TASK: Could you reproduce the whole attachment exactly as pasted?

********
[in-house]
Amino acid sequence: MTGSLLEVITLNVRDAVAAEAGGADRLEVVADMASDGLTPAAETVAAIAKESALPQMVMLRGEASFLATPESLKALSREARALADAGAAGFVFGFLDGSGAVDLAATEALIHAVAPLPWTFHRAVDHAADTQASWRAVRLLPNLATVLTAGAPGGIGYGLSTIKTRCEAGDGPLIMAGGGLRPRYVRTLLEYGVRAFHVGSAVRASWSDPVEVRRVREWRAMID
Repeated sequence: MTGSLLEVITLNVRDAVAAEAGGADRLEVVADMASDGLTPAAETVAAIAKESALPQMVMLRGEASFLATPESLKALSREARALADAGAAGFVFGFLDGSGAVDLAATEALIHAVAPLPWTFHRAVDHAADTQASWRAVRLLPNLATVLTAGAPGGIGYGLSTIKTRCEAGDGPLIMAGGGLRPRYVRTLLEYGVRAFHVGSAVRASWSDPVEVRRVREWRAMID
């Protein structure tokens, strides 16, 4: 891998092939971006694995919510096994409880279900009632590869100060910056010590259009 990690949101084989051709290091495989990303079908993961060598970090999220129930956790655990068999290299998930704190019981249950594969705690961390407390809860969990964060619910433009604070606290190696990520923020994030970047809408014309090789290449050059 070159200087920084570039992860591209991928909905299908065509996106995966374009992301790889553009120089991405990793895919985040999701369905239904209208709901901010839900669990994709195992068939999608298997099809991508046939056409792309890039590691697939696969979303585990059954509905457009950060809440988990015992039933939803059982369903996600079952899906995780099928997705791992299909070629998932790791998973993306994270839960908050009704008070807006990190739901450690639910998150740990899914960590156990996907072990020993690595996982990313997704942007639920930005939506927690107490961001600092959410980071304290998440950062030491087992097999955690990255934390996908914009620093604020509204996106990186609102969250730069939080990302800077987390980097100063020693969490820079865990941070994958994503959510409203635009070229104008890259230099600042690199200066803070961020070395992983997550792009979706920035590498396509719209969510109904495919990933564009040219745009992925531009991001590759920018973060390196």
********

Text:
[in-house]
Amino acid sequence: MTGSLLEVITLNVRDAVAAEAGGADRLEVVADMASDGLTPAAETVAAIAKESALPQMVMLRGEASFLATPESLKALSREARALADAGAAGFVFGFLDGSGAVDLAATEALIHAVAPLPWTFHRAVDHAADTQASWRAVRLLPNLATVLTAGAPGGIGYGLSTIKTRCEAGDGPLIMAGGGLRPRYVRTLLEYGVRAFHVGSAVRASWSDPVEVRRVREWRAMID
Repeated sequence: MTGSLLEVITLNVRDAVAAEAGGADRLEVVADMASDGLTPAAETVAAIAKESALPQMVMLRGEASFLATPESLKALSREARALADAGAAGFVFGFLDGSGAVDLAATEALIHAVAPLPWTFHRAVDHAADTQASWRAVRLLPNLATVLTAGAPGGIGYGLSTIKTRCEAGDGPLIMAGGGLRPRYVRTLLEYGVRAFHVGSAVRASWSDPVEVRRVREWRAMID
């Protein structure tokens, strides 16, 4: 891998092939971006694995919510096994409880279900009632590869100060910056010590259009 990690949101084989051709290091495989990303079908993961060598970090999220129930956790655990068999290299998930704190019981249950594969705690961390407390809860969990964060619910433009604070606290190696990520923020994030970047809408014309090789290449050059 070159200087920084570039992860591209991928909905299908065509996106995966374009992301790889553009120089991405990793895919985040999701369905239904209208709901901010839900669990994709195992068939999608298997099809991508046939056409792309890039590691697939696969979303585990059954509905457009950060809440988990015992039933939803059982369903996600079952899906995780099928997705791992299909070629998932790791998973993306994270839960908050009704008070807006990190739901450690639910998150740990899914960590156990996907072990020993690595996982990313997704942007639920930005939506927690107490961001600092959410980071304290998440950062030491087992097999955690990255934390996908914009620093604020509204996106990186609102969250730069939080990302800077987390980097100063020693969490820079865990941070994958994503959510409203635009070229104008890259230099600042690199200066803070961020070395992983997550792009979706920035590498396509719209969510109904495919990933564009040219745009992925531009991001590759920018973060390196």